The provincial capital of the same-named province, Battambang
is Cambodia's second largest city and one of our all-time favourite spots in Cambodia. A relaxed and laid-back town, Battambang is primarily a farmer and trader town, a refreshing change from the far more touristy Siem Reap.
Set across the banks of the Sangker River, the bulk of the town's restaurants, hotels and attractions are to the west. It is a pleasant place to explore for a day or two on foot and forms a perfect base for trips into the surrounding area, where there's plenty to see and do.
Battambang is best known for its Angkor-period ruins at Ek Phnom and Phnom Banan, but there's also Phnom Sampeau -- the site of the local Killing Fields, and of course the noris -- in innovative Khmer "vehicle" used for travelling along the creaking railways.
But "big-ticket" attractions aside, what often swings it for Battambang is the laid back, sleepy feel to the place. It's an attractive town in a run-down kind of way with a few colonial shopfronts and pretty tree-lined streets. Spend an evening by the riverfront munching away of fried bugs and other critters and no doubt you'll be sold!
Battambang is Khmer for "disappearing stick", referring to a legend about a cowherd named Ta Dambong who found a magic stick and used it to usurp the then-king. The king's son ran off to the woods and became a monk. In the meantime, Ta Dambong had a dream that a holy man on a white horse would vanquish him, so he decided it would be a good idea to have all the holy men rounded up and put to death.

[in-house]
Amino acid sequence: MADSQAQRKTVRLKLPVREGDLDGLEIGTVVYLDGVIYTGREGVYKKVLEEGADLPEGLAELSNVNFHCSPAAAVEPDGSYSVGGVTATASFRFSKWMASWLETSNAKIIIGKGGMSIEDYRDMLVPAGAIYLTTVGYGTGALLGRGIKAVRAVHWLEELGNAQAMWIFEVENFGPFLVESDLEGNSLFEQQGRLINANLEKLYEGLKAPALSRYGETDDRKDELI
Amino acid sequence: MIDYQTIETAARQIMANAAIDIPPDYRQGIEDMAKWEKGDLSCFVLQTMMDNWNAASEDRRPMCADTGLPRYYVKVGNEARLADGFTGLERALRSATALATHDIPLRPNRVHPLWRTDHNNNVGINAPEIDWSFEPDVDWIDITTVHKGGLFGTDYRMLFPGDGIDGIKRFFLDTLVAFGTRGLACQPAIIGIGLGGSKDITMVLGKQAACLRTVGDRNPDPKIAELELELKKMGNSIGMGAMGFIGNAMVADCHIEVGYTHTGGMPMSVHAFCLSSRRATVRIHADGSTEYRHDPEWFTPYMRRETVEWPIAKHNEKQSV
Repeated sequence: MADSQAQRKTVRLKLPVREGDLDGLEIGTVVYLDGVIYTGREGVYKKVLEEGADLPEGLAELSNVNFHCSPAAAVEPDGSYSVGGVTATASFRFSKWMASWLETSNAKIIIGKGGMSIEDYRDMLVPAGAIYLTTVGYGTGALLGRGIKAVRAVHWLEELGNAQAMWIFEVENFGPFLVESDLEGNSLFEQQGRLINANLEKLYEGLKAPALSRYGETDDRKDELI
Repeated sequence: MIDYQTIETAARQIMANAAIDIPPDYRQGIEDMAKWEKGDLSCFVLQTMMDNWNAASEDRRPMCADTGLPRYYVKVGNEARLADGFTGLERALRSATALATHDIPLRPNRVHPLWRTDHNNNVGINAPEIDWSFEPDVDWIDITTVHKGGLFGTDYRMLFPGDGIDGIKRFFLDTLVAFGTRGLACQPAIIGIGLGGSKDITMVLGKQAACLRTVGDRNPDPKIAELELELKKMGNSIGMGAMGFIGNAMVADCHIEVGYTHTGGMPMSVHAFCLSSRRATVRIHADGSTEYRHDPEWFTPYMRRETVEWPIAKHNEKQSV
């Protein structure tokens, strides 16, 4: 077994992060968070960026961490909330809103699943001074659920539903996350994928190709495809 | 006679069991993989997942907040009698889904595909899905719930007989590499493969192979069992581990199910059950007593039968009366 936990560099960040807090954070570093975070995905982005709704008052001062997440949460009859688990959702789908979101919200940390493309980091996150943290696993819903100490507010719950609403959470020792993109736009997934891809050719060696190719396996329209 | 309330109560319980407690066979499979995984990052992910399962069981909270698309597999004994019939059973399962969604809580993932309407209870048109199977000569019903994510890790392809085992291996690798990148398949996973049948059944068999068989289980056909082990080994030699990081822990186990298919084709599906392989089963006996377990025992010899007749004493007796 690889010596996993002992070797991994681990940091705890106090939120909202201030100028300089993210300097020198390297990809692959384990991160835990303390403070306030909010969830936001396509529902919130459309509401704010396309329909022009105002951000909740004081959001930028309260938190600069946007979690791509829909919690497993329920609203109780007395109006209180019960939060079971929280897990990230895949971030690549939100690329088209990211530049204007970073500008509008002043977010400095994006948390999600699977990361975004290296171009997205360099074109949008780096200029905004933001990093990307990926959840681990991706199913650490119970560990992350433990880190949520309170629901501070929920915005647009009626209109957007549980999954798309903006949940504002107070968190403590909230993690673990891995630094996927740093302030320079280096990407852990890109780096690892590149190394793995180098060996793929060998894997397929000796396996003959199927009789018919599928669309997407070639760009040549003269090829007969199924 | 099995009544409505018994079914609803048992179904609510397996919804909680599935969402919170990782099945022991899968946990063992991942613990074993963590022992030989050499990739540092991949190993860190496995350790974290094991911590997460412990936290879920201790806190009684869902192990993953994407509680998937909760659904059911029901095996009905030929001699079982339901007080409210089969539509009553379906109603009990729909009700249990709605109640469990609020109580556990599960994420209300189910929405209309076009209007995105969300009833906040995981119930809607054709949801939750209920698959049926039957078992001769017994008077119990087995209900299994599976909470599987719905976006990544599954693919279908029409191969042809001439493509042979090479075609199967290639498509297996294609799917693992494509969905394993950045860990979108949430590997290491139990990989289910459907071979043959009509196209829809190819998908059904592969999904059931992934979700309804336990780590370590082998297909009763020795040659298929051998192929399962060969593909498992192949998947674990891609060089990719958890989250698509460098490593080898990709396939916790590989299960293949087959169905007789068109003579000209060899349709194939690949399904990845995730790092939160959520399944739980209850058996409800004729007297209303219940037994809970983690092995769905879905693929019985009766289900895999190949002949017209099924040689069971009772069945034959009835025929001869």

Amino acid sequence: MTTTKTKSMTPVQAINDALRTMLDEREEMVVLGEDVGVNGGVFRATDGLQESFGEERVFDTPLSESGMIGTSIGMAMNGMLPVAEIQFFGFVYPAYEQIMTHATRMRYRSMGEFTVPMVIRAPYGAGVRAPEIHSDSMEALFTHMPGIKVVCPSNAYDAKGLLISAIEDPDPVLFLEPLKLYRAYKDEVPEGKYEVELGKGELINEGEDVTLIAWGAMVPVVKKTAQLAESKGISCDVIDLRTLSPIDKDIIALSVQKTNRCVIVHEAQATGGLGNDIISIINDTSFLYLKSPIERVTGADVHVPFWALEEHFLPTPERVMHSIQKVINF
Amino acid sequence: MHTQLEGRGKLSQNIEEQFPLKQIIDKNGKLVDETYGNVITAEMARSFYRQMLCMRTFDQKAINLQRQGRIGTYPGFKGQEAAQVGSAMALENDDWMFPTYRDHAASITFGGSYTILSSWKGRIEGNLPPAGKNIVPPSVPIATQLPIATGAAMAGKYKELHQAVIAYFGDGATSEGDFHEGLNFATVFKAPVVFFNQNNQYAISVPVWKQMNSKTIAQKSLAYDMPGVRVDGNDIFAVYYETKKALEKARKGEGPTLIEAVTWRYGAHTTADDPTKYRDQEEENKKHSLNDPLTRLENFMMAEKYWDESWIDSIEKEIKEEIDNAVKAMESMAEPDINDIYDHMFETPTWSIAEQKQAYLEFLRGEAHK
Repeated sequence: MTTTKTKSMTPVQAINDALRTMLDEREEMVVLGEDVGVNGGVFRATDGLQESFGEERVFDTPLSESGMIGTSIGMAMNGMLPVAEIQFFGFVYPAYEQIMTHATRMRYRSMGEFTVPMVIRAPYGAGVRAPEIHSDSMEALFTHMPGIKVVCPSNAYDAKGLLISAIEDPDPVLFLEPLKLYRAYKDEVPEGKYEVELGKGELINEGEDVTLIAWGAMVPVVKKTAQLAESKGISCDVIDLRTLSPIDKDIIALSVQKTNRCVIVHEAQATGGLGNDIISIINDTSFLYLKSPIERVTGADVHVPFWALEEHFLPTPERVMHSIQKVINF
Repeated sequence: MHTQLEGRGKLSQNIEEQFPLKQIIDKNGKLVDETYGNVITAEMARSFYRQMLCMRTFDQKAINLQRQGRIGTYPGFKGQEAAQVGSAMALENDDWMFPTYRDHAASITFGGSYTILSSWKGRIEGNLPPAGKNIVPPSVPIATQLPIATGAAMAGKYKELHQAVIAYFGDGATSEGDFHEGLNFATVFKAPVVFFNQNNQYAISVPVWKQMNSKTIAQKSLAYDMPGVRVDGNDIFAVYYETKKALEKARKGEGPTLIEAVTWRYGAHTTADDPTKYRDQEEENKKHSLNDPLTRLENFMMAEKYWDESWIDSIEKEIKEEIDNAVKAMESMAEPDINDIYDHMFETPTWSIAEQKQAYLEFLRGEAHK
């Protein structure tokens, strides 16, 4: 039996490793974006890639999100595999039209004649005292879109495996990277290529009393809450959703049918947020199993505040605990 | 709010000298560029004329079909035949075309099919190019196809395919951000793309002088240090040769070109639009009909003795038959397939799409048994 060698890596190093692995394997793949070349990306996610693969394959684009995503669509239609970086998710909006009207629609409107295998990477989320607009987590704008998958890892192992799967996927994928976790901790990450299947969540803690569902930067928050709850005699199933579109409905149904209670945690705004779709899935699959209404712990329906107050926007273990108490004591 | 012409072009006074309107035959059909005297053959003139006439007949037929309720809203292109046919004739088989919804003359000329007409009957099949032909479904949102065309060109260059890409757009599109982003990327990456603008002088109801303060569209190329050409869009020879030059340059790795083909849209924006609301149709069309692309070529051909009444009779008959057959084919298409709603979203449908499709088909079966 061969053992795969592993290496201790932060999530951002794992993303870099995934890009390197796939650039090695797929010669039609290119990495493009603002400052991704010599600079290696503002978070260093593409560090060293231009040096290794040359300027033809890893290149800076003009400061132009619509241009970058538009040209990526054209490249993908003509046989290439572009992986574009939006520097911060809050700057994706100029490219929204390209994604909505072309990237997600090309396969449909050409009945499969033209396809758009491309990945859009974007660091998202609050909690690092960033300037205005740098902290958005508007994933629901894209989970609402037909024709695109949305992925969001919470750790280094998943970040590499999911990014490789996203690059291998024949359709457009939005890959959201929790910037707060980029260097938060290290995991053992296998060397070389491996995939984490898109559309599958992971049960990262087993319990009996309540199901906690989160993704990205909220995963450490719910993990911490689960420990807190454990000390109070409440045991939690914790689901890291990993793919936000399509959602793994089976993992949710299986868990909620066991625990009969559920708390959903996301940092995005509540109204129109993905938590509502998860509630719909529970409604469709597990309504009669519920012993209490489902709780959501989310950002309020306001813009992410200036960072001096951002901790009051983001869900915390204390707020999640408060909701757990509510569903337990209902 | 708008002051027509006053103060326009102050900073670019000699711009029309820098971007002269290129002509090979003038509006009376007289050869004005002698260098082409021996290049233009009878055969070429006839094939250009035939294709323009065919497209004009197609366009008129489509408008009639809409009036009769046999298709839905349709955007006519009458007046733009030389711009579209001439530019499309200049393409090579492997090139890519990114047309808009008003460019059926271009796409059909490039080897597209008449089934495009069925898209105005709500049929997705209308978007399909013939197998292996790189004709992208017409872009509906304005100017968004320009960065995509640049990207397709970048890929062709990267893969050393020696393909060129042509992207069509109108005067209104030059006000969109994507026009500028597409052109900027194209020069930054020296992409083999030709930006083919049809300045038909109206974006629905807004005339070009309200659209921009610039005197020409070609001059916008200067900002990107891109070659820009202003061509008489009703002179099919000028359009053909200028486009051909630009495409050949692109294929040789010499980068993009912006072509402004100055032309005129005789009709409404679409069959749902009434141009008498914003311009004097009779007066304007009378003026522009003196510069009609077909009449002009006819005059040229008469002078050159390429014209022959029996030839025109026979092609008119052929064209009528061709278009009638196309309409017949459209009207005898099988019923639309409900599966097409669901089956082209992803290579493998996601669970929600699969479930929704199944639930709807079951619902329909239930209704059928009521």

When the prince heard he was required to go into town, a hermit came up and gave him a white horse. When the prince got on the horse he found out it could fly. When he flew into town, Ta Dambong realised his dream was coming true so he threw his magic stick at the prince and did a runner. Neither he nor the magic stick were ever seen again.
The provincial capital is linked to Phnom Penh
by an excellent all weather road and to Siem Reap
by a slightly more patchy affair. You can also travel by boat from Battambang to Siem Reap -- a stunningly beautiful (if occasionally very slow) way to cross the broad Tonle Sap.
With Cambodia's number one tourist destination, Siem Reap
, but a couple of hours away, you'd think Battambang would do a decent trade in tourists, but it's surprising just how few bother to check it out. That's their loss and your gain as far as we're concerned -- as Battambang is absolutely worth at least an overnight's stay.
if you're thinking of seeing Battambang on a short jaunt from Siem Reap before returning to the same, consider doing one way by land, the other by boat -- just be prepared for a pretty rough and ready experience when it comes to the boat trip.
Once you're safely ensconced in Battambang, make sure you organise a motorbike trip into the surrounds -- allow at least half a day to see the highlights. There are no shortage of English-speaking motos will be on hand to guide your way.